laboratory career

Promising 10-Year Career Outlook for Medical Laboratory Professionals

The U.S. Bureau of Labor Statistics (BLS) projects overall employment in the U.S. to grow by 8.4 million jobs between 2018 and 2028. The expected growth rate for Medical Laboratory Professionals will be much faster than average.

Statistics estimate employment for Clinical Laboratory Technologist and Technician positions will grow 11%. Phlebotomy positions are expected to grow much faster than average at 23% .

Increased Lab Testing Expected

Many news reports today state there is an increase in the number of diabetes and cancer cases. Diet and the consumption of processed foods are largely to blame. However, we currently have an increased aging population due to the ‘baby boom’ generation. Baby Boomers were born between 1946 and 1964, making their current ages between 55 and 74. This creates a two-fold problem:

  1. More laboratory tests are needed for this aging population, and
  2. An increased number of knowledgeable Medical Laboratory Professionals are retiring.

The ‘baby boom’ generation is now part of the aging population, creating the need for increased laboratory testing to diagnose medical conditions.

Medical laboratories are starting to see an increase in the number of lab tests ordered and are trying to cover this increased need with less staff due to vacancies.

Are there enough Medical Laboratory Professionals to meet this need?

As mentioned earlier, baby boomers have started to retire, leaving significant laboratory vacancies. Every two years, the American Society for Clinical Pathology (ASCP) publishes a Vacancy Survey of Medical Laboratory Report.

The most recent report was published on May 31, 2019, in the American Journal of Clinical Pathology. Qualitative results from the ASCP report indicate and support the need for more graduates from accredited laboratory training programs to fill these vacancies.

Data published by the BLS on May 31, 2019, stated the U.S. employed 128,290 Phlebotomists. These positions were primarily in General Medical and Surgical Hospitals, Medical and Diagnostic Laboratories, Other Ambulatory Health Care Services, and Physician Offices.

Data also showed 326,060 Clinical Laboratory Technologists and Technicians employed. In addition to the areas of employment listed for Phlebotomists, this information also included Colleges, Universities, and Professional Schools.

Combined data from the BLS and ASCP indicate laboratory employers will experience an annual average of 26 job openings for Clinical Laboratory Technologists and Technicians, and an annual average of 18 openings for Phlebotomists. These numbers do not include supervisory or management positions. In addition to these demands for increased vacancies, stricter laboratory regulations mean medical laboratories have started to increase their certification requirements for most laboratory employees.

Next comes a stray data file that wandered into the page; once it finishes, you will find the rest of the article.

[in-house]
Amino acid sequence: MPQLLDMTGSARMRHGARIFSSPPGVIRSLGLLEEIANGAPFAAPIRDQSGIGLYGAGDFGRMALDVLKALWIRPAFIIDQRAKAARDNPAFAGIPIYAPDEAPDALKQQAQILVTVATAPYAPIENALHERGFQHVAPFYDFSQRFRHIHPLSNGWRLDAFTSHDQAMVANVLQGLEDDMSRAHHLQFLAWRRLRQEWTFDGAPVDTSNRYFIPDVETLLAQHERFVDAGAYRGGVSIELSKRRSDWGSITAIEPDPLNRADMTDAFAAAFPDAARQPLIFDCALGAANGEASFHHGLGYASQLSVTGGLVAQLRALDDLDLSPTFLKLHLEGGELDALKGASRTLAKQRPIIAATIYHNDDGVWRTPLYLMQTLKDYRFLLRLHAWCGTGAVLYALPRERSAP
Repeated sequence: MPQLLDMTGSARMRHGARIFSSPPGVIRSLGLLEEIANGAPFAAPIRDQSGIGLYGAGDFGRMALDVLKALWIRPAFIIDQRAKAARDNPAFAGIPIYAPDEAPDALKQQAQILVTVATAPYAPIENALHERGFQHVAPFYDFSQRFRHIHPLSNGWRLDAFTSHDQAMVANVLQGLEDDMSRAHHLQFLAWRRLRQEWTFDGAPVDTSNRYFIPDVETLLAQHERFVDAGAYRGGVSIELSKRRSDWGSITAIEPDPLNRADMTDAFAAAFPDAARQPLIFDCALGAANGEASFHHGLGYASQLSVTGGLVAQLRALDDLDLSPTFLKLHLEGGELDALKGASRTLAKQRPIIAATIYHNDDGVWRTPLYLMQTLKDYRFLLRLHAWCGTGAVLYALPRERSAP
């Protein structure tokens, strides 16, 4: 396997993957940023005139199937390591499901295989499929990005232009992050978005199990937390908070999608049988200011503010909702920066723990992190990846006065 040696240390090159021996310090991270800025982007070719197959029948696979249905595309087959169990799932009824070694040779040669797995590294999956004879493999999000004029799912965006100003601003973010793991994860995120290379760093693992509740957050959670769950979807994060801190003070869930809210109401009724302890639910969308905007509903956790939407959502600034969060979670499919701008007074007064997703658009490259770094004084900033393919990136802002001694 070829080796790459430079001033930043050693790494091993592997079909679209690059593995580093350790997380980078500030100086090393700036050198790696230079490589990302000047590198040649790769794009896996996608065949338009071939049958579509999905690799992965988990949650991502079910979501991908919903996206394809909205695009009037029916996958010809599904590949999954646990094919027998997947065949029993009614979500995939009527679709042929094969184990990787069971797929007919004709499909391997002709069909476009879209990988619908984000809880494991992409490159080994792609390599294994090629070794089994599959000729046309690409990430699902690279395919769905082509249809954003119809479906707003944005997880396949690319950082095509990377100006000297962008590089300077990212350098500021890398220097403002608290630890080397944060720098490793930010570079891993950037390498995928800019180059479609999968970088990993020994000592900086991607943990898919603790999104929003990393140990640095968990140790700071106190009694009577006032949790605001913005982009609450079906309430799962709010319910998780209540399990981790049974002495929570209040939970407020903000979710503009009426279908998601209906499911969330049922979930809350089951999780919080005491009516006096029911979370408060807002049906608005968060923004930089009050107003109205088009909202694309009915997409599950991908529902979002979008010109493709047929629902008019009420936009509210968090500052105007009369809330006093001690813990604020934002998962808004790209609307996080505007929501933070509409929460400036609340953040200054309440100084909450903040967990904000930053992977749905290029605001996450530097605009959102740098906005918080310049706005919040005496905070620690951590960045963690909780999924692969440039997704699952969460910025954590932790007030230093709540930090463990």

More Medical Professionals Needed

According to the latest information posted by the National Accrediting Agency for Clinical Laboratory Science, currently approved or accredited clinical laboratory programs are as follows.

Program TypeNumber of Approved or Accredited U.S. Programs

Accredited programs are either college/university-based or hospital-based and have very limited capacity. While some programs have specialized student labs on campus, most still require a hospital-based laboratory component. It is not enough to collect specimens and perform testing on volunteers or fellow classmates. Students must collect and perform testing on patients that are actually sick or require testing for diagnoses.

Students with an interest in science often enroll as biology or chemistry majors, rather than enrolling directly into a specific medical laboratory program. These graduates frequently have difficulty finding a job. They think they can easily find employment in medical labs because of their degrees. However, they lack the clinical experience and hands-on training needed.

Many graduates find themselves frustrated that they spent all that time working for a degree with no employment payoff. If they have enough of the specific required courses, they may be able to apply for an accredited program. However, they end up spending more time and money than would have been necessary.


What can be done?

The Medical Laboratory and Pathology fields need to greatly increase efforts to recruit a new laboratory workforce. This will require an immediate, robust recruitment initiative in our high schools and on college campuses. Many college students say they didn’t know about Medical Laboratory Science or Medical Laboratory Technician programs until years into their college career.

“Many college students often say they didn’t know about it [MLS] until years into their college career.”

Katie Napier, ASCLS Developing Professionals Forum Region IV Representative

The problem is there is not enough promotion for medical laboratory careers. We need to share more information about our profession with high schools to persuade students that show strength in math and science. There are programs and resources available for current laboratory professionals, instructors, professors, teachers, and guidance counselors to share with students. Let’s all get out there and promote our wonderful profession!

Resources for Promoting the Medical Laboratory Profession

ASCP Career Ambassador 2.0 Program – Volunteer your time to advocate for medical laboratory careers.

What’s My Next? – Share with anyone you think might be interested in a medical laboratory career.

ASCLS Career Recruitment Tool Kit – Recruitment materials to share with potentially interested students.

Share links on Social Media and be sure to use the hashtags #Lab4Life and #Labvocate to show pride in the Medical Laboratory Profession.

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